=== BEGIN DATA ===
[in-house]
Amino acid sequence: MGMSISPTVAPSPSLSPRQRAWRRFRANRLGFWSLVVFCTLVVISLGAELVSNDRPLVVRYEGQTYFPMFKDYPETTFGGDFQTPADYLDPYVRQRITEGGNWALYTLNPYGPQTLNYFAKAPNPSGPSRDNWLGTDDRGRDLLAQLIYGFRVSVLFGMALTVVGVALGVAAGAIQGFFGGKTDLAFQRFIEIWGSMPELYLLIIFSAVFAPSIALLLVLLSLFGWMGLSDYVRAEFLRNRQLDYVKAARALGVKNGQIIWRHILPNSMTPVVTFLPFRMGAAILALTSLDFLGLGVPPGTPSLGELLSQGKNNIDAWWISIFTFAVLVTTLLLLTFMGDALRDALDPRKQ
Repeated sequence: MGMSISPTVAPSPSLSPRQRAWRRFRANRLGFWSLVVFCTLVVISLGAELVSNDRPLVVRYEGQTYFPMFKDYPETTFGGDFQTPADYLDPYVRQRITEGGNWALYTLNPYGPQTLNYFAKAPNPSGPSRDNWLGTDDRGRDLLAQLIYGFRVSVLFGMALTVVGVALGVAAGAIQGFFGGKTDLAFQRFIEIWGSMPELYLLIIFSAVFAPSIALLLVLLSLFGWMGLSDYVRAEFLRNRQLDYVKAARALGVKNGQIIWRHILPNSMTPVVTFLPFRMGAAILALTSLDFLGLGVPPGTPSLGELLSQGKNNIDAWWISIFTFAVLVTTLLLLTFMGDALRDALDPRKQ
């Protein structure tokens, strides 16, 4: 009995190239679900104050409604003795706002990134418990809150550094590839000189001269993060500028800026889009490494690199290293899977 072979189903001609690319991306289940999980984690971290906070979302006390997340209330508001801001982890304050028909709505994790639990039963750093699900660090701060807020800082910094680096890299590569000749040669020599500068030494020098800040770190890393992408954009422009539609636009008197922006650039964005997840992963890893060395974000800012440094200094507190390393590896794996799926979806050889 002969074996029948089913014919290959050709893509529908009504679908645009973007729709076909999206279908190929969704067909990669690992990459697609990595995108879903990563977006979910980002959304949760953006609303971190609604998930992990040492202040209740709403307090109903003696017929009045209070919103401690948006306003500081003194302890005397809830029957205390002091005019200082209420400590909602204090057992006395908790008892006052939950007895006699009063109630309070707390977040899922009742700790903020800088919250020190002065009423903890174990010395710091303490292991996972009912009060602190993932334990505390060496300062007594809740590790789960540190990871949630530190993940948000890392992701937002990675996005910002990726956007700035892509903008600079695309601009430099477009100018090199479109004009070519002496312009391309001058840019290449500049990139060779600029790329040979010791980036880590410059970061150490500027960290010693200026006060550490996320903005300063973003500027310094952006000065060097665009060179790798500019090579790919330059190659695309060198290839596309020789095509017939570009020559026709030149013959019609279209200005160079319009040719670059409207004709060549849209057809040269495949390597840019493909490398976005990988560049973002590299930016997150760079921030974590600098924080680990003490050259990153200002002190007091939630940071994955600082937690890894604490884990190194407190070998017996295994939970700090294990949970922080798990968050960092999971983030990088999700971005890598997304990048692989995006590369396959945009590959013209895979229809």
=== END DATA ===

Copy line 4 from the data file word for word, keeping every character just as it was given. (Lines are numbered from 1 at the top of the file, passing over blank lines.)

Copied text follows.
């Protein structure tokens, strides 16, 4: 009995190239679900104050409604003795706002990134418990809150550094590839000189001269993060500028800026889009490494690199290293899977 072979189903001609690319991306289940999980984690971290906070979302006390997340209330508001801001982890304050028909709505994790639990039963750093699900660090701060807020800082910094680096890299590569000749040669020599500068030494020098800040770190890393992408954009422009539609636009008197922006650039964005997840992963890893060395974000800012440094200094507190390393590896794996799926979806050889 002969074996029948089913014919290959050709893509529908009504679908645009973007729709076909999206279908190929969704067909990669690992990459697609990595995108879903990563977006979910980002959304949760953006609303971190609604998930992990040492202040209740709403307090109903003696017929009045209070919103401690948006306003500081003194302890005397809830029957205390002091005019200082209420400590909602204090057992006395908790008892006052939950007895006699009063109630309070707390977040899922009742700790903020800088919250020190002065009423903890174990010395710091303490292991996972009912009060602190993932334990505390060496300062007594809740590790789960540190990871949630530190993940948000890392992701937002990675996005910002990726956007700035892509903008600079695309601009430099477009100018090199479109004009070519002496312009391309001058840019290449500049990139060779600029790329040979010791980036880590410059970061150490500027960290010693200026006060550490996320903005300063973003500027310094952006000065060097665009060179790798500019090579790919330059190659695309060198290839596309020789095509017939570009020559026709030149013959019609279209200005160079319009040719670059409207004709060549849209057809040269495949390597840019493909490398976005990988560049973002590299930016997150760079921030974590600098924080680990003490050259990153200002002190007091939630940071994955600082937690890894604490884990190194407190070998017996295994939970700090294990949970922080798990968050960092999971983030990088999700971005890598997304990048692989995006590369396959945009590959013209895979229809």